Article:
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It seems like in this case there is a mixture of lacking principles. The kids kept playing in a place where the ball could get tossed in her yard, she kept enabling the behavior, then she withheld the property. Unfortunately our legal system is so mucked up that neither party would have the money to be able to start a legal suit over the ball, and would probably get laughed at by a judge, so it seems that in this case the children's parents are using the police as a baton in place of legal action. In other words 'Since I can't sue her for the ball back, I'll have the police come down and arrest her on the City's money.'

It's a waste of police manpower, a waste of money, and a waste of some children who are now being taught that technicality of law is righteous.

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It certainly isn't theft, since the owner of the property did not steal the ball.

ORC 2913.02 Theft:

( A ) No person, with purpose to deprive the owner of property or services, shall knowingly obtain or exert control over either the property or services in any of the following ways:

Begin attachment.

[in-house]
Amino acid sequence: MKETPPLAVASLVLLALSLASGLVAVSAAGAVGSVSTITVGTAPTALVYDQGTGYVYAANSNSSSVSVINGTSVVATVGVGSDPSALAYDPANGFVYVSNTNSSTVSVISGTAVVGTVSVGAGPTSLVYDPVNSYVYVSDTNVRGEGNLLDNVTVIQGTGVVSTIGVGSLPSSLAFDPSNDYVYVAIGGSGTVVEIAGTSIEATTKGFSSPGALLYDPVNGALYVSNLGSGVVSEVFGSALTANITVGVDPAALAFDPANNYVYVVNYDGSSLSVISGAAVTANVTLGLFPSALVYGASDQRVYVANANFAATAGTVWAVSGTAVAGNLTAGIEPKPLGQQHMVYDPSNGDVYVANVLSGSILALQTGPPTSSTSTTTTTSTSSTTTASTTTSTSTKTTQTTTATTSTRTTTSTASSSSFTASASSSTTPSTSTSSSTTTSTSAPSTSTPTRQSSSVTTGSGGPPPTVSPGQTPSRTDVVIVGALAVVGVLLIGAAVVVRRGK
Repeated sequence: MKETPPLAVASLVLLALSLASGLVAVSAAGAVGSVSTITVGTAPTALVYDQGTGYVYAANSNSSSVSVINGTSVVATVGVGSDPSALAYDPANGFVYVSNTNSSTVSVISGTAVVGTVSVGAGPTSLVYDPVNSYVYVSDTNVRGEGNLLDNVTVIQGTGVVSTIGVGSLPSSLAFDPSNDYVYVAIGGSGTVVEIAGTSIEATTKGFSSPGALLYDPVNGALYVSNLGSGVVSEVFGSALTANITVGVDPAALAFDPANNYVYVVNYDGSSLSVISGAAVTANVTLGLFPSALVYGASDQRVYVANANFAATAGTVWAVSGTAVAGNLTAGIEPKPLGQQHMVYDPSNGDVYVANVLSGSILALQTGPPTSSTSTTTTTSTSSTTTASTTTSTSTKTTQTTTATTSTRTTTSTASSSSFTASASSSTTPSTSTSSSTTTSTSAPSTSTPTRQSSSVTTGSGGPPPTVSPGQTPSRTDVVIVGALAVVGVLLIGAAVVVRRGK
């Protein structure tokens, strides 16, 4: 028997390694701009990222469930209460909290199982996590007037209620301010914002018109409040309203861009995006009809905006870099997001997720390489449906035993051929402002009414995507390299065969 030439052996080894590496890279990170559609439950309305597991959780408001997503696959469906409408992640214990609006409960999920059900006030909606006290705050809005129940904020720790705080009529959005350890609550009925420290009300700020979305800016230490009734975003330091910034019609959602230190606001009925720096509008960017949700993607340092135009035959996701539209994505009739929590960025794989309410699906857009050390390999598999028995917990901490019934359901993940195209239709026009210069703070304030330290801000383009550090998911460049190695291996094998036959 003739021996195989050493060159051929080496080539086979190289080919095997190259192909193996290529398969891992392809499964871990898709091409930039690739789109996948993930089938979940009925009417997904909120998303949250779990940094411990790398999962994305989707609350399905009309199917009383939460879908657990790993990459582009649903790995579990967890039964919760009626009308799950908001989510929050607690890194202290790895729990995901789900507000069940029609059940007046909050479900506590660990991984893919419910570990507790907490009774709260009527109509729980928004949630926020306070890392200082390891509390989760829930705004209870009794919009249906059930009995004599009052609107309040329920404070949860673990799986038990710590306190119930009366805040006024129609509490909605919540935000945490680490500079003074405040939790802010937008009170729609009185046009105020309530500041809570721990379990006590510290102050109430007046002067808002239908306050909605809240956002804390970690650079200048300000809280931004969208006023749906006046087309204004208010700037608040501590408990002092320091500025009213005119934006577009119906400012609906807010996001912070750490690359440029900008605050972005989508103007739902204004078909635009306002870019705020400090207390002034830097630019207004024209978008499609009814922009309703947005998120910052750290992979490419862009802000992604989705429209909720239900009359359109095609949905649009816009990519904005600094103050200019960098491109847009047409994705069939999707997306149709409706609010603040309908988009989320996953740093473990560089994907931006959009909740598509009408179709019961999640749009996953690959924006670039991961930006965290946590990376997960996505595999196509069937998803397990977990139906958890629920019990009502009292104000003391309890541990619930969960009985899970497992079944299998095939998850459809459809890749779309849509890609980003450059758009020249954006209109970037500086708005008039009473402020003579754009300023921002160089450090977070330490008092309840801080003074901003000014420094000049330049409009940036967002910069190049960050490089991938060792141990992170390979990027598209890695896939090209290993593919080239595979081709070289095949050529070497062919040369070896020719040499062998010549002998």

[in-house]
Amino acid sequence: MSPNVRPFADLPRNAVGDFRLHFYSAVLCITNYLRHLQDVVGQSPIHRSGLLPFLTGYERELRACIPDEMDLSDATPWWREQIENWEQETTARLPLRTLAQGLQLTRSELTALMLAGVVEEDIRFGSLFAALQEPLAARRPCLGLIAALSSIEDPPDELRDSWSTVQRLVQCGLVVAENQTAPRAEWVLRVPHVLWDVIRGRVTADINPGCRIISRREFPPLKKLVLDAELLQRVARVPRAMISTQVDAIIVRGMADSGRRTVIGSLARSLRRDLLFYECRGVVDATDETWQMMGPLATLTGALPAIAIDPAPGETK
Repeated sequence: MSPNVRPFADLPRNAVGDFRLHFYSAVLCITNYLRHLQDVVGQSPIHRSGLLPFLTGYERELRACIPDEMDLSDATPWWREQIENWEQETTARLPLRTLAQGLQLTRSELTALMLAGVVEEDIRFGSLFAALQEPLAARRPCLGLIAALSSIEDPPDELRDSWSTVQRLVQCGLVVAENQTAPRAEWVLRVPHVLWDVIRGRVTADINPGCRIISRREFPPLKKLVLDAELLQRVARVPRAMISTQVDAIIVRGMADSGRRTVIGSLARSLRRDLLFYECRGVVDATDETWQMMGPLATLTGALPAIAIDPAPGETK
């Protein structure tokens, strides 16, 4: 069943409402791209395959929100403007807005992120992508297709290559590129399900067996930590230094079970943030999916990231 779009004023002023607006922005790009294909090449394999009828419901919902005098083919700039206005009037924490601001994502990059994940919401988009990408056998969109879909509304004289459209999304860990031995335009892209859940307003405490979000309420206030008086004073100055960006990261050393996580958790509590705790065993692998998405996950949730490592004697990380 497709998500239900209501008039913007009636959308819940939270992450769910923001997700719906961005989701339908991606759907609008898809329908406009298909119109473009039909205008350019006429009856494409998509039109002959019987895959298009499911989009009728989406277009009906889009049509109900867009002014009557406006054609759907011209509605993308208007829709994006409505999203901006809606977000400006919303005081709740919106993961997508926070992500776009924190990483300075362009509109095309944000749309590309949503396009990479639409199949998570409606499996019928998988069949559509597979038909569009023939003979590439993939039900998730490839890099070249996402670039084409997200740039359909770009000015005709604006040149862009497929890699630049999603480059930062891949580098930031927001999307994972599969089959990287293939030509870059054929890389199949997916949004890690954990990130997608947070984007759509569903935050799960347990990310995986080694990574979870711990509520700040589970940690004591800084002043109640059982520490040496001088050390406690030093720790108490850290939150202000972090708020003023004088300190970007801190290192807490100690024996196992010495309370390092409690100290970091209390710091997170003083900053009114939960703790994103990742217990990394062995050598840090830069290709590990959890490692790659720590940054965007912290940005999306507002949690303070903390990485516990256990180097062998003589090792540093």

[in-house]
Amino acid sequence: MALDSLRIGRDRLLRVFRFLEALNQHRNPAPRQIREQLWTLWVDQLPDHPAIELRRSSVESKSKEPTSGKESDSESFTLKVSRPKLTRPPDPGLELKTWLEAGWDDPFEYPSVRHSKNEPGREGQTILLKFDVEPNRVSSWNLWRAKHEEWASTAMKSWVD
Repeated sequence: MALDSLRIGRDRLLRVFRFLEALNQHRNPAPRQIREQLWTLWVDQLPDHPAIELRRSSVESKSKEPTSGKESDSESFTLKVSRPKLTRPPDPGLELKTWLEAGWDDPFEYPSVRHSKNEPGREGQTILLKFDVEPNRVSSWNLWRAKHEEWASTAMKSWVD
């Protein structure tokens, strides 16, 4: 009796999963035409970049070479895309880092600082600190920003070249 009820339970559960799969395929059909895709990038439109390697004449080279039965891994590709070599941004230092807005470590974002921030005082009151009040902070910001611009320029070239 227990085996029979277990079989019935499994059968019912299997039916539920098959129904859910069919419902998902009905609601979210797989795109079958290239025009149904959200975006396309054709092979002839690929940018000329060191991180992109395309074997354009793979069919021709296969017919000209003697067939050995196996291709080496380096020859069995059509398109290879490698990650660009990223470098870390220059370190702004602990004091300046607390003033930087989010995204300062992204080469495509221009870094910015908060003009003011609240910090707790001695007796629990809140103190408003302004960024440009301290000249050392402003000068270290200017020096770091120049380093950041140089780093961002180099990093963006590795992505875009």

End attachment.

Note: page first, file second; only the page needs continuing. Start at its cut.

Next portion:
(1) Without the consent of the owner or person authorized to give consent;

....

( B ) (1) Whoever violates this section is guilty of theft.

The requirement elements are all there, and it is plainly theft. You may be confusing theft with robbery.

It should be illegal for anyone, including the police, to enter her property for any reason, as long as no one there violated someone's right to their freedom or property.
That is primarily covered by trespassing, and that is why it is necessary for her to return the property to the owner (after a trial).
Remember the principle, as to the role of the police (and government) in a free society: arrest those, and only those, who violate others right to freedom and property. Now I'm not a fancy lawyer or a police captain, but I'm pretty sure it is physically impossible to violate someone's rights, while sitting in your house, watching TV.